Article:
Study: College Breeds Alcoholism

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College can be a blast, but it can also create alcoholics.

Genetics is known to play a role in the risk of alcoholism. A new study, detailed in the June issue of the journal Alcoholism: Clinical and Experimental Research, suggests that college attendance is conducive to and exacerbates the innate predisposition of some young adults to become heavy alcohol users.

“If your genetic makeup predisposes you toward drinking, it may be even more enhanced by attending college,” said lead scientist David Timberlake, an epidemiologist at the University of California at Irvine.

College drinkers

A 1999 Harvard University study revealed that 44 percent of college students surveyed reported engaging in binge drinking in the previous two weeks, with binge drinking defined as consumption of five drinks within two hours for men and four drinks for women. Among U.S. college students, fatal alcohol-related injuries increased from 1,500 in 1998 to more than 1,700 in 2001, according to the National Institutes of Health.

In the new study, Timberlake and his colleagues followed nearly 9,000 students, including 855 sibling pairs, from seventh grade through college, ranging from 12 to 24 years old. The students answered questions about the amount of alcohol they consumed and the regularity of binge drinking at three intervals—the start of the study, one year later and six years later.

Students who didn’t go to college downed more beer than their college-bound peers during high school, but the reverse occurred during college years. About 18 percent of college-goers reported binge drinking in their pre-college years, compared with 32 percent of their peers who didn’t attend college. But by the end of the study, 66 percent of college students reported binge drinking compared with 53 percent of their non-college peers.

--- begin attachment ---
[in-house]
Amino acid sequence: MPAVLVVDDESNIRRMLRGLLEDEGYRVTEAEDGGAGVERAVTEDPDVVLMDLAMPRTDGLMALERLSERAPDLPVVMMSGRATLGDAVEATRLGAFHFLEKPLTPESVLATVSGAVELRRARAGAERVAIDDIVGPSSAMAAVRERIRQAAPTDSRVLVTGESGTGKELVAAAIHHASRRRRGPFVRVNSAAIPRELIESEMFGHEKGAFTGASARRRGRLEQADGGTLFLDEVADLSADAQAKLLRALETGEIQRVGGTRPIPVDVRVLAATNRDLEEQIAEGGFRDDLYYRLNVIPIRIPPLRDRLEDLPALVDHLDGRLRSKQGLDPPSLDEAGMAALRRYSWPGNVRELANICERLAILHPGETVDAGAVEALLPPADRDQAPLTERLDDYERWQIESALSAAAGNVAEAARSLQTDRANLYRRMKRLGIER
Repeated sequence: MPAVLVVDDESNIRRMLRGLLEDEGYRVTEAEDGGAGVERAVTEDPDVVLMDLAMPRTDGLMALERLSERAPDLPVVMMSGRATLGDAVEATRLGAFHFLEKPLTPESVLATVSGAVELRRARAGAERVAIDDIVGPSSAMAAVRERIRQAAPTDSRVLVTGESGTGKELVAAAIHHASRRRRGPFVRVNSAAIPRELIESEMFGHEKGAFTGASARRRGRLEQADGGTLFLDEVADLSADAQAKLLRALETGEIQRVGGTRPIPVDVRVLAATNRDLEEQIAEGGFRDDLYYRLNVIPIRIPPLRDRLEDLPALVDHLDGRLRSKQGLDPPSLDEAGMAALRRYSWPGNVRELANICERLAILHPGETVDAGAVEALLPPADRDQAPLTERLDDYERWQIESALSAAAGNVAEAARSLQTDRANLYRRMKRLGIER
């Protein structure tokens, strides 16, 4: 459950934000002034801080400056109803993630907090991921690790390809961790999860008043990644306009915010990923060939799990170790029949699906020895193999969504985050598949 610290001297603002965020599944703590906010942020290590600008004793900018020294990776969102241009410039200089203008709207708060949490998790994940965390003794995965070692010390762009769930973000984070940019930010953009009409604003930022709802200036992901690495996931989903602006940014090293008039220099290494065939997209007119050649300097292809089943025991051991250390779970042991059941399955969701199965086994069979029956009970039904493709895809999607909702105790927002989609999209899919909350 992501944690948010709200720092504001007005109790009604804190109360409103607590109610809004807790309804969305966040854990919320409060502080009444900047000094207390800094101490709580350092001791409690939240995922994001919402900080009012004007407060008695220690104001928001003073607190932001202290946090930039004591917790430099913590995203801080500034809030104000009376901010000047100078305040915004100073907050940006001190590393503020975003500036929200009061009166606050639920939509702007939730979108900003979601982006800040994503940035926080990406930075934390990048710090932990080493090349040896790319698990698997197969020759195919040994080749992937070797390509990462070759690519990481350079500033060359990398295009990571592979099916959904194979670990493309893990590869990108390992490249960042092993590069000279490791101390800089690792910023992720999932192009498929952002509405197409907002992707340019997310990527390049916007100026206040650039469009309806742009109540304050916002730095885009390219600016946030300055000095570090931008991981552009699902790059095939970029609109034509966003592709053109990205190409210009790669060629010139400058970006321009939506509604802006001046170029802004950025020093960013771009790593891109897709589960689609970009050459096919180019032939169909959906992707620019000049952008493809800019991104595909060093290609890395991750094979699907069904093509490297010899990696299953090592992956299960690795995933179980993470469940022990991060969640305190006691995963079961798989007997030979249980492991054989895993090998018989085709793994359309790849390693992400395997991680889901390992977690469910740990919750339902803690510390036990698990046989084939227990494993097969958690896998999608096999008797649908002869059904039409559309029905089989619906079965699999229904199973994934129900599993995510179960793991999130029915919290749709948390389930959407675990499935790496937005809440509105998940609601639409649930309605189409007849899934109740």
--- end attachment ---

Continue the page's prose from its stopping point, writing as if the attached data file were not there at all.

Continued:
In the genes

The scientists also compared the experiences of identical twins, who share the same genes, and other siblings.

For those attending college, they found the link between college attendance and an increase in alcohol consumption was significantly greater for identical twins than for other siblings.

“This suggests a greater degree of genetic influence on alcohol quantity in college pairs compared with the non-college pairs,” say the scientists in the published report of their research.

Jeanna Bryner
Live Science Editor-in-Chief

Jeanna served as editor-in-chief of Live Science. Previously, she was an assistant editor at Scholastic's Science World magazine. Jeanna has an English degree from Salisbury University, a master's degree in biogeochemistry and environmental sciences from the University of Maryland, and a graduate science journalism degree from New York University. She has worked as a biologist in Florida, where she monitored wetlands and did field surveys for endangered species. She also received an ocean sciences journalism fellowship from Woods Hole Oceanographic Institution.